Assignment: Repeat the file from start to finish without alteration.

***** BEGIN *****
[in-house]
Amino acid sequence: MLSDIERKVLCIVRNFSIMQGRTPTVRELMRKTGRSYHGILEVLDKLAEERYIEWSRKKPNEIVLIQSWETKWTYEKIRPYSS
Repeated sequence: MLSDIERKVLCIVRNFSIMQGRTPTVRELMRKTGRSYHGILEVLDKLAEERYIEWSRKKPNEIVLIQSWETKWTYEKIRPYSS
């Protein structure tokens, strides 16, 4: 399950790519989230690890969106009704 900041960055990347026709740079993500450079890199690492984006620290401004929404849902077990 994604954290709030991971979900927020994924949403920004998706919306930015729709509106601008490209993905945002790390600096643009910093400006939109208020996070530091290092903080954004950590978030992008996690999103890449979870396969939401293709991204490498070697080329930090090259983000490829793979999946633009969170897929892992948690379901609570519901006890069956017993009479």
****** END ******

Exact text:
[in-house]
Amino acid sequence: MLSDIERKVLCIVRNFSIMQGRTPTVRELMRKTGRSYHGILEVLDKLAEERYIEWSRKKPNEIVLIQSWETKWTYEKIRPYSS
Repeated sequence: MLSDIERKVLCIVRNFSIMQGRTPTVRELMRKTGRSYHGILEVLDKLAEERYIEWSRKKPNEIVLIQSWETKWTYEKIRPYSS
């Protein structure tokens, strides 16, 4: 399950790519989230690890969106009704 900041960055990347026709740079993500450079890199690492984006620290401004929404849902077990 994604954290709030991971979900927020994924949403920004998706919306930015729709509106601008490209993905945002790390600096643009910093400006939109208020996070530091290092903080954004950590978030992008996690999103890449979870396969939401293709991204490498070697080329930090090259983000490829793979999946633009969170897929892992948690379901609570519901006890069956017993009479």